The Road to an Honours Thesis – Part 7

Now that February has, basically, come and gone, I’ve hit the critical stage in my thesis process. Much of my literature review and methodology have been established – now, I just have to dive head first into my analysis.

Let me take a step back and finally, fully explain how I’m going about this thesis project. To begin, my specific research question consists of asking what motivates perpetrators to committing acts of genocide. In order to answer this question, I am engaging in a case study analysis of the Cambodian genocide.

My analysis consists of a three-tiered level of analysis. At the broadest level, the macro level, I will be examining motivating factors such as xenophobia and nationalism. At the meso level, I will be examining institutional factors and political ideologies such as urbicide, bureaucracy, and militarism. Finally, at the micro level, I will be examining cultural, social, and psychological constructions such as notions of honour, shame, face, revenge, and paranoia, as well as the use of terror tactics, dehumanization, personal ideals and ideologies, and stereotyping.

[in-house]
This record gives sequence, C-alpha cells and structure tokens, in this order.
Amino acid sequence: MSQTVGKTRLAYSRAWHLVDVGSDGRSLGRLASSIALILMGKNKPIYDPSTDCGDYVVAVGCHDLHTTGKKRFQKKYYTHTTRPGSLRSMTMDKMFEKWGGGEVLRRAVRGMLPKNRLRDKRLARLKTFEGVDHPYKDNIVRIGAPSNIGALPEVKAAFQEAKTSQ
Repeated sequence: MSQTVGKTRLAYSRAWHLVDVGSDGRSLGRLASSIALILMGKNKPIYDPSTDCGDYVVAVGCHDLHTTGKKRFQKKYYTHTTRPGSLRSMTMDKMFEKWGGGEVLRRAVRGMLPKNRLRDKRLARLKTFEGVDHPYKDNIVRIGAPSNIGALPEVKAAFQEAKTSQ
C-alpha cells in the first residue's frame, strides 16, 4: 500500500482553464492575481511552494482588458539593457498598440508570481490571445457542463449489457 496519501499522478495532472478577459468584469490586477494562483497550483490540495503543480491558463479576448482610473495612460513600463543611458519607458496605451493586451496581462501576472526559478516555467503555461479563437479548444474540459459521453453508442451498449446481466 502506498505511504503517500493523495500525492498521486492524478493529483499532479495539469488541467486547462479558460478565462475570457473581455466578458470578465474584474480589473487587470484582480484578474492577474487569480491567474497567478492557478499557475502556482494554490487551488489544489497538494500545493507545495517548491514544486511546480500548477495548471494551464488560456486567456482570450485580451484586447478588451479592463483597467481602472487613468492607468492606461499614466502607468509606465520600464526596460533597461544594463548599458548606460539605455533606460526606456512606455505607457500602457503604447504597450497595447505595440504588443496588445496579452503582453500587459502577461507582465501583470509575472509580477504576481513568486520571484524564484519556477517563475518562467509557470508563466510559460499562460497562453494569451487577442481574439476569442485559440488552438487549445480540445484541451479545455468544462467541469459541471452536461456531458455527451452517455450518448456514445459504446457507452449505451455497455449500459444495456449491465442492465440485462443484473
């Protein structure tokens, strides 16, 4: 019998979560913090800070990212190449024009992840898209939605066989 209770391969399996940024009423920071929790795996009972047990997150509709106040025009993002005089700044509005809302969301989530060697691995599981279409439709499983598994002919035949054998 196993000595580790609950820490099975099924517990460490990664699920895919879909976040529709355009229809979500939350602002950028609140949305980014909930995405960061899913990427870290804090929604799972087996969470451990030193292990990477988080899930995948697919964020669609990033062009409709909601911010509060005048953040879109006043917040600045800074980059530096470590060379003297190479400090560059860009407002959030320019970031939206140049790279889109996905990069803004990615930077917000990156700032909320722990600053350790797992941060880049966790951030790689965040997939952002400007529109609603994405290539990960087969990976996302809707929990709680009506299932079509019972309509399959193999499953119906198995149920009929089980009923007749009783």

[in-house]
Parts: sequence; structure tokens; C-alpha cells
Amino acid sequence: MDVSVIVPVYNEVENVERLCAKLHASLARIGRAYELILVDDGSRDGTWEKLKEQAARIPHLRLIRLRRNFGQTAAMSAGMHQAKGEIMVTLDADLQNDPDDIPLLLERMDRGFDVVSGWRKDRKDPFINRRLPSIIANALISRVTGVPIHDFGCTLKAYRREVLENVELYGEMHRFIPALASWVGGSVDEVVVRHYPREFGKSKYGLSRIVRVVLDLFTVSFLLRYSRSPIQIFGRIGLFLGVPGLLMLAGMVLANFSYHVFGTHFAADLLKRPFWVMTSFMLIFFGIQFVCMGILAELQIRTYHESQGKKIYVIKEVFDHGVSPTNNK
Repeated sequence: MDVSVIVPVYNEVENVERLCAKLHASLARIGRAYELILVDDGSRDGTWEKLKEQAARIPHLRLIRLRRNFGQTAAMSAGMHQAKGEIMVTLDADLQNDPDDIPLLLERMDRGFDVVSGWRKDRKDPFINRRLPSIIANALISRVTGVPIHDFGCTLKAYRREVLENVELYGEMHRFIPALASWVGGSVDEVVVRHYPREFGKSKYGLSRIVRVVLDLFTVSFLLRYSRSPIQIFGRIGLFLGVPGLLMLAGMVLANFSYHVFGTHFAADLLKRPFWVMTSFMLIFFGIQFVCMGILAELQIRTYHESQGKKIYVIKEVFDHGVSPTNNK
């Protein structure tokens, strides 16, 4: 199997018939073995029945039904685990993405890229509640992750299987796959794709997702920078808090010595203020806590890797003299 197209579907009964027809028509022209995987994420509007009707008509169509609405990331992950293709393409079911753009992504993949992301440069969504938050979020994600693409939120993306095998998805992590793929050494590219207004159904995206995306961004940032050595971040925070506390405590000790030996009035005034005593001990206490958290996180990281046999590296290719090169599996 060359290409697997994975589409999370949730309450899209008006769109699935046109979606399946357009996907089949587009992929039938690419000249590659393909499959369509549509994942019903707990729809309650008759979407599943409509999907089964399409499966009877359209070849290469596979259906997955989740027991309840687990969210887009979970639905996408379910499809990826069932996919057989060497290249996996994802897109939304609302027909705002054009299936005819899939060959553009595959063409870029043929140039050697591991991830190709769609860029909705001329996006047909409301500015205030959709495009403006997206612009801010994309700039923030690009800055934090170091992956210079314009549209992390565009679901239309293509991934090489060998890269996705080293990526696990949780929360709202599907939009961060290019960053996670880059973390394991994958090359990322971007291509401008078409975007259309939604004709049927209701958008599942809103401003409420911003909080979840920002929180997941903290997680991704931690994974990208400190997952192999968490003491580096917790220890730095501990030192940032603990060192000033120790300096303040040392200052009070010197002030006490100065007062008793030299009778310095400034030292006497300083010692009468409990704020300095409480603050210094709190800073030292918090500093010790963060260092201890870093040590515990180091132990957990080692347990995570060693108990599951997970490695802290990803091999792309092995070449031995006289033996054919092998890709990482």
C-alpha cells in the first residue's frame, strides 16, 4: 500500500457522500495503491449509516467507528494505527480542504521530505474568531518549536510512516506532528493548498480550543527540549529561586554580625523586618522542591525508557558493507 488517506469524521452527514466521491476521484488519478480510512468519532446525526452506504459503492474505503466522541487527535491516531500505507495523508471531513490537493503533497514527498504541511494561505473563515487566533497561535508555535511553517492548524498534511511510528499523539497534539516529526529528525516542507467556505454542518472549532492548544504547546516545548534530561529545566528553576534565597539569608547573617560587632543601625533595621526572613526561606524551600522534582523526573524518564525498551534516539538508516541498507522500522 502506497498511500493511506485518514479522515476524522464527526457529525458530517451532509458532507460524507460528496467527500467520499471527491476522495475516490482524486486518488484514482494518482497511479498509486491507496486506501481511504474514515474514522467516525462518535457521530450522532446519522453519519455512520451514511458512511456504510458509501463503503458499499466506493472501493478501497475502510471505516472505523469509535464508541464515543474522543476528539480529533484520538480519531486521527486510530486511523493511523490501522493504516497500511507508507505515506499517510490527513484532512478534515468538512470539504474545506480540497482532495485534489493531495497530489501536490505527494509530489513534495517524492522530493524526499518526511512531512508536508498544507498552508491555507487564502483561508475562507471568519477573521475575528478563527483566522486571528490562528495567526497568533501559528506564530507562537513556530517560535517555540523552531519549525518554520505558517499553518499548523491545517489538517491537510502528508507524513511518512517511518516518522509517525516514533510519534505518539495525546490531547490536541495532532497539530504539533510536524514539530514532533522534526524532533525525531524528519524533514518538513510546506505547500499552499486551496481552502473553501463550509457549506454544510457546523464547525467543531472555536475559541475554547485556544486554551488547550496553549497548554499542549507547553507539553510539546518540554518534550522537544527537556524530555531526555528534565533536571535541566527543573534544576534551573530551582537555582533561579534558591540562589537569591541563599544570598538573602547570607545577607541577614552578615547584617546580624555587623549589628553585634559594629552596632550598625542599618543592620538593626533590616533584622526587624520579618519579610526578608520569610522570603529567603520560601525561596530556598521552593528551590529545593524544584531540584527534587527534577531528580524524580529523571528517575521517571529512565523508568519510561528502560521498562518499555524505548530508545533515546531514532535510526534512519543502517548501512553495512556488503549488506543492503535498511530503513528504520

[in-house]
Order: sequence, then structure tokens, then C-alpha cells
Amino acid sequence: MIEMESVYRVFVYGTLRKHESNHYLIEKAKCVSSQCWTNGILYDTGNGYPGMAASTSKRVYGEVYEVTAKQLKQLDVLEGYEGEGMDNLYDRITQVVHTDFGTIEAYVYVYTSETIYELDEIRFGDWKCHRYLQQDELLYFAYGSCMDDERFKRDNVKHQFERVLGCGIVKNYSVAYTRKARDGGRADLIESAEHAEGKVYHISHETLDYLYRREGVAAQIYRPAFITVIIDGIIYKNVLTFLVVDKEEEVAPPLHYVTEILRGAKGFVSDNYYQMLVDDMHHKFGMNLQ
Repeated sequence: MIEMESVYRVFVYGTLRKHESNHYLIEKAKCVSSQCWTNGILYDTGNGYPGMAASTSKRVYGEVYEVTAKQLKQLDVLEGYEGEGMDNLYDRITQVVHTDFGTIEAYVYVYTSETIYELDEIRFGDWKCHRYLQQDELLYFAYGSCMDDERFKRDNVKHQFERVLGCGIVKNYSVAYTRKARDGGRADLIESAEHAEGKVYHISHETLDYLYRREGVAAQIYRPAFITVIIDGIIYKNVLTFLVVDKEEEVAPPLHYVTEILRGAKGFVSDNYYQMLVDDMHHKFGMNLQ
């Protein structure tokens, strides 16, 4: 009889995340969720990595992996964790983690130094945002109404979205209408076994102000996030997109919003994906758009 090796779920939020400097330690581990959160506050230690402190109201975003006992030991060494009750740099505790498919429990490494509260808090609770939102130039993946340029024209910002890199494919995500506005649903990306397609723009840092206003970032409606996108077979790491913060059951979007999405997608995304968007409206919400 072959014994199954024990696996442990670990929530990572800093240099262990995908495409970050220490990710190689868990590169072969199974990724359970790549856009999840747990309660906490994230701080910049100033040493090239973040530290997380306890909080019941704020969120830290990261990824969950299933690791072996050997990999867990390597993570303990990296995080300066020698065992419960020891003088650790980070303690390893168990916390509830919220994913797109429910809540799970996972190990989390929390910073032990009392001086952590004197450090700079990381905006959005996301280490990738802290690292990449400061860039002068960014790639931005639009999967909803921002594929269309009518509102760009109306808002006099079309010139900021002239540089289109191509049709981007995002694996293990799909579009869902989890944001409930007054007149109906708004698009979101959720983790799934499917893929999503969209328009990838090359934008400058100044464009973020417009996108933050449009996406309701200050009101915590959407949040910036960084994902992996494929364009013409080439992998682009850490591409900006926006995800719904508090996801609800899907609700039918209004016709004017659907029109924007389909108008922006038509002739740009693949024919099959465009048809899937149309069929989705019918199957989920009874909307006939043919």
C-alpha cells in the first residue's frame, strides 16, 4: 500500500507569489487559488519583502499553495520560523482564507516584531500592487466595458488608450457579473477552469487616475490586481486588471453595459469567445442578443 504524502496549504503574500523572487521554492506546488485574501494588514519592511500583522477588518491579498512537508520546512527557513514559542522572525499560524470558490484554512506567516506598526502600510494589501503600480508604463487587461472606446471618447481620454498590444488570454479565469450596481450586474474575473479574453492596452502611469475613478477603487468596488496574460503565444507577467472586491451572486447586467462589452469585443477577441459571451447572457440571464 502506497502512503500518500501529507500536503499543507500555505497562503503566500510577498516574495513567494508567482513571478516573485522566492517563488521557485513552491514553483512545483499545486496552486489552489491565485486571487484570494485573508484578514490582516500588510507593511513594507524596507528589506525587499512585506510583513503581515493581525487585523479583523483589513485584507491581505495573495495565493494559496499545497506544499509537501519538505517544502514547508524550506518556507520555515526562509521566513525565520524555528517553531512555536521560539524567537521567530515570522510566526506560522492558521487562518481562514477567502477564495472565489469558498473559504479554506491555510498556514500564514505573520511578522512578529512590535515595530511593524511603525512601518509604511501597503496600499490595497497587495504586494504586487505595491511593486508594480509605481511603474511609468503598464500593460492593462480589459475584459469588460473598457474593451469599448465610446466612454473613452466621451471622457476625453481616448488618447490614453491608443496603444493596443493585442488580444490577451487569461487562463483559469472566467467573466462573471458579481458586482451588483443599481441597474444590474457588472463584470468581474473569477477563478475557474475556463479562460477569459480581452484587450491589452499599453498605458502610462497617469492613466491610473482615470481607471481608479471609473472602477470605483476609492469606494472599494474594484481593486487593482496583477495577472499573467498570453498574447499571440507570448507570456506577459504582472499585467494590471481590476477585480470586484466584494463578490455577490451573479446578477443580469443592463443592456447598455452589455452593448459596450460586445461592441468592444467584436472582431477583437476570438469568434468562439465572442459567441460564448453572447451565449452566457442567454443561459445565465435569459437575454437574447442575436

Now that I have my plan, I have to sit down and write out the sections I’ve already mapped out. My next step is to hammer out my introduction, literature review, and methodology and theory sections of my thesis. Following that, I have to analyze other documents, article journals, news paper articles, and other sources in order to conduct my analysis.

A question that I’ve been answering a lot lately is – why, why do this, why examine the behaviour of genocide perpetrators. The answer is simple. I’m doing this in order to understand and explain their behaviour. I am no looking to justify or excuse – that is not my purpose. I wish to explain and understand what it is that motivated the perpetrators of the Cambodian genocide to commit genocide.

This topic is not for the faint of heart – and I’ve struggled through a few books and readings when reading victim and survivor accounts. However, this research needs to be done. Genocide studies are picking up steam – many historians, political scientists, and sociologists have been engaging heavily into the field of genocide studies. However, criminologists are absent from this field in comparison to other social science fields. As a criminologist, I am deeply interested in this topic, and this field, and I feel like I should do both fields justice by engaging in this research.

Despite my absolute dread at presenting my research at an upcoming symposium, I cannot wait to finish this whole process and finally, finally be done with school. Seven years is a long time to be in university. I’m ready to be done and move on.


~ by Aubrey Smith on February 27, 2015.

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